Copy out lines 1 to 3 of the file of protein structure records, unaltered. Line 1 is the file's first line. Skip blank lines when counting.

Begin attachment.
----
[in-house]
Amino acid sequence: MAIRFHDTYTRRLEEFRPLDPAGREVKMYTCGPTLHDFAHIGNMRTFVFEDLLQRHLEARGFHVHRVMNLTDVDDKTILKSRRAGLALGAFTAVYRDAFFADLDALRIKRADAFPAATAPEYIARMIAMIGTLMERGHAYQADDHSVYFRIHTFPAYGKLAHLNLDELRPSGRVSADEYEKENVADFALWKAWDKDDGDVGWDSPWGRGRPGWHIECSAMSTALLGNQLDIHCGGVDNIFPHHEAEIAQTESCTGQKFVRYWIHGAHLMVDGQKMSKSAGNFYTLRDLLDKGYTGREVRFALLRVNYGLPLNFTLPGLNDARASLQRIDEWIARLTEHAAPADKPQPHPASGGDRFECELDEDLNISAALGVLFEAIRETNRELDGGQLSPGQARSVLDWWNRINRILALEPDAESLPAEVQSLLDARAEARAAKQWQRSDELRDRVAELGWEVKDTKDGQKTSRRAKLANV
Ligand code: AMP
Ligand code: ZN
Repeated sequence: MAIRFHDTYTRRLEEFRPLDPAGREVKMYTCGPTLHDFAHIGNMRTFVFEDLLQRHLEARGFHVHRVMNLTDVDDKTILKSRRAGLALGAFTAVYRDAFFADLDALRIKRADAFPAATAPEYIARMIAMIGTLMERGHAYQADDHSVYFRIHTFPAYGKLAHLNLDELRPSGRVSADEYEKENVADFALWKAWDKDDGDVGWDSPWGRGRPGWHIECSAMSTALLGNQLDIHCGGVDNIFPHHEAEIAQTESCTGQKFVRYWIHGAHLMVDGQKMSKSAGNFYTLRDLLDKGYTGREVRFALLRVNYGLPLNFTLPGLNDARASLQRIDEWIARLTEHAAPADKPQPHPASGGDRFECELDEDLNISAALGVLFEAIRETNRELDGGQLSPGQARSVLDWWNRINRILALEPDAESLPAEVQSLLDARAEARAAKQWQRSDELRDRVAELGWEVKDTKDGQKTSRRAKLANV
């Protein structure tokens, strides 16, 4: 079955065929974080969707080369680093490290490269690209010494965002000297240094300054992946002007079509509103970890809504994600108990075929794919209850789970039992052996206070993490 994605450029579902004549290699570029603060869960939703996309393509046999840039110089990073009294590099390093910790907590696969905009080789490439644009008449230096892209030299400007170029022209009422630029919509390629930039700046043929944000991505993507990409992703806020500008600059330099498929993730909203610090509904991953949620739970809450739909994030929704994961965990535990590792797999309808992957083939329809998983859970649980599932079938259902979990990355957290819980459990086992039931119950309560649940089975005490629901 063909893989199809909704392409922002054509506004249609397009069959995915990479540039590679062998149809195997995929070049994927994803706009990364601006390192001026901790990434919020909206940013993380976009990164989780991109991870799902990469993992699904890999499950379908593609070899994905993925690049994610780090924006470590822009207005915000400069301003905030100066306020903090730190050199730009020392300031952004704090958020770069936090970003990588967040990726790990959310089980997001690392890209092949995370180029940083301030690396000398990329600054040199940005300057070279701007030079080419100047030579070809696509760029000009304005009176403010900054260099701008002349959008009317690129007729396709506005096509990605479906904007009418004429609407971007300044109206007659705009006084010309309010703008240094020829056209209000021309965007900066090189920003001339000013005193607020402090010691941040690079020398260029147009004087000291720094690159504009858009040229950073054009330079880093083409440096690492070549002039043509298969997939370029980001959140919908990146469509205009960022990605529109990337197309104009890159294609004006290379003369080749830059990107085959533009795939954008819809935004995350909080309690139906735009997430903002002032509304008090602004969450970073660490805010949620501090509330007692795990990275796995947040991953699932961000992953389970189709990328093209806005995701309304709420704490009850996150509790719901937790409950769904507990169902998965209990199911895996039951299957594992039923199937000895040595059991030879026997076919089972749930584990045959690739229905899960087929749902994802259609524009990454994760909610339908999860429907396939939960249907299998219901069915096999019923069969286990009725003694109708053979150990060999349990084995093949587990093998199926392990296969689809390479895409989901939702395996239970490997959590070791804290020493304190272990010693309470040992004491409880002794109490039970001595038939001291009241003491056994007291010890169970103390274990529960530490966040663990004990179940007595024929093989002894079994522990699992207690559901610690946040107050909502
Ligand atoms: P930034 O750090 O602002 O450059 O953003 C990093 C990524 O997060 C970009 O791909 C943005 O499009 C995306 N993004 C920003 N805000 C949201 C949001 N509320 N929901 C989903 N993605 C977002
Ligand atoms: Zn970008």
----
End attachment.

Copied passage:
[in-house]
Amino acid sequence: MAIRFHDTYTRRLEEFRPLDPAGREVKMYTCGPTLHDFAHIGNMRTFVFEDLLQRHLEARGFHVHRVMNLTDVDDKTILKSRRAGLALGAFTAVYRDAFFADLDALRIKRADAFPAATAPEYIARMIAMIGTLMERGHAYQADDHSVYFRIHTFPAYGKLAHLNLDELRPSGRVSADEYEKENVADFALWKAWDKDDGDVGWDSPWGRGRPGWHIECSAMSTALLGNQLDIHCGGVDNIFPHHEAEIAQTESCTGQKFVRYWIHGAHLMVDGQKMSKSAGNFYTLRDLLDKGYTGREVRFALLRVNYGLPLNFTLPGLNDARASLQRIDEWIARLTEHAAPADKPQPHPASGGDRFECELDEDLNISAALGVLFEAIRETNRELDGGQLSPGQARSVLDWWNRINRILALEPDAESLPAEVQSLLDARAEARAAKQWQRSDELRDRVAELGWEVKDTKDGQKTSRRAKLANV
Ligand code: AMP